The decision to utilize PPC or SEO is contingent on your business’ goals and which practice makes the most sense to fulfill those goals. In an ideal world, the use of both marketing practices would be beneficial for accomplishing short- and long-term goals. However, each practice on its own offers respective costs and benefits for a business’ search marketing capabilities.
Have you ever considered why your customers or clients stick around or keep coming back? It’s because you’ve invested energy and time in building a relationship with them – and the personal touches you’ve added to your marketing efforts along the way have resulted in a long-term relationship.
If you haven’t begun to develop a long-term relationship, now is the time to start. There is one key element that will help you, and that’s to provide extraordinary and personalized customer service.
Once you’ve secured a relationship with a client or customer, don’t stop marketing to them. Continue to work diligently to retain them day in and day out. Actively communicate with them, and do it often. And, there are many ways you may achieve this–use social media platforms to your advantage–and gifting is a memorable, personal touch. Gifting keeps you top-of-mind and can go a long way toward building a positive relationship. And, it’s sure to make them feel important!
If you think relationship marketing has no benefit, think again. It’s a win-win for everyone. Your customers have a reliable service provider and you have a loyal client or customer who will promote your business by word-of-mouth–now that’s priceless free advertising!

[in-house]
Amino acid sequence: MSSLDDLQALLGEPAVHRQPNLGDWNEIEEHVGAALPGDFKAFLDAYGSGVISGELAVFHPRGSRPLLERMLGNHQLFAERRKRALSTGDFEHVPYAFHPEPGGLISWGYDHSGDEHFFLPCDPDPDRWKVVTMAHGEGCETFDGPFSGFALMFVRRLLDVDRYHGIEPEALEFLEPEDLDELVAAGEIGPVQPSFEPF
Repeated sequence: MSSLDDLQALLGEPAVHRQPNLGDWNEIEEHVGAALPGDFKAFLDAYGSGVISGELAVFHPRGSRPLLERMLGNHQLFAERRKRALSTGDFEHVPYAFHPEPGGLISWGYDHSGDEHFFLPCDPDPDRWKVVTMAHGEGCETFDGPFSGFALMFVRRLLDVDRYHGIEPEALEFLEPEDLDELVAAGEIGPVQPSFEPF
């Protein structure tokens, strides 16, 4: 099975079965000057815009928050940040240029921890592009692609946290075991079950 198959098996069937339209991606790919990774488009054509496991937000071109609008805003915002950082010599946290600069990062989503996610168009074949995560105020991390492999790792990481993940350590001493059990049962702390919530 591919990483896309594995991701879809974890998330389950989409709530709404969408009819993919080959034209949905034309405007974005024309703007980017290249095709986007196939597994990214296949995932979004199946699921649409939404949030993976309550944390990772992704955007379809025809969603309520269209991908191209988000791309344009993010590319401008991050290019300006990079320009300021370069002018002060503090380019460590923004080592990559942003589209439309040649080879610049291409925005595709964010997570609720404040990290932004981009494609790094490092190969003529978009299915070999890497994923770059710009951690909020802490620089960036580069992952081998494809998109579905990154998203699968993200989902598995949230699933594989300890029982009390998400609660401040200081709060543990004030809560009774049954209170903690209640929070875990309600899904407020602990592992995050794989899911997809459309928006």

The concept behind relationship marketing is to create customer loyalty. A loyal customer is one likely to stay with you and your company, and refer others to your business. The reality is that it takes time to cultivate a relationship, take the time today. Remember, your company’s success is all about relationships, relationships, relationships!
So, how much have you invested in customer retention?
In today’s mobile age, reaching potential clients is now easier than ever, but you’re also facing the constant challenge of excess noise with the endless amount of content being served at any given time. The digital landscape is constantly evolving, and brands that don’t evolve with it will no doubt get left behind. So, how will you stand out from the crowd and do it better in 2018?